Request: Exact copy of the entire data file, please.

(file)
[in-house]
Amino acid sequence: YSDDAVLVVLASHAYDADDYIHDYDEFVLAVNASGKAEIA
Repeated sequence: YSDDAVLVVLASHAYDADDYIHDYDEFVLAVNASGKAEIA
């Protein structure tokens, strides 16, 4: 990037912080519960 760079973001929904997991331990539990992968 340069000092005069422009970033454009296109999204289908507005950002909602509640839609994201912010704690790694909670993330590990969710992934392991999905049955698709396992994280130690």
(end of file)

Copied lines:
[in-house]
Amino acid sequence: YSDDAVLVVLASHAYDADDYIHDYDEFVLAVNASGKAEIA
Repeated sequence: YSDDAVLVVLASHAYDADDYIHDYDEFVLAVNASGKAEIA
């Protein structure tokens, strides 16, 4: 990037912080519960 760079973001929904997991331990539990992968 340069000092005069422009970033454009296109999204289908507005950002909602509640839609994201912010704690790694909670993330590990969710992934392991999905049955698709396992994280130690």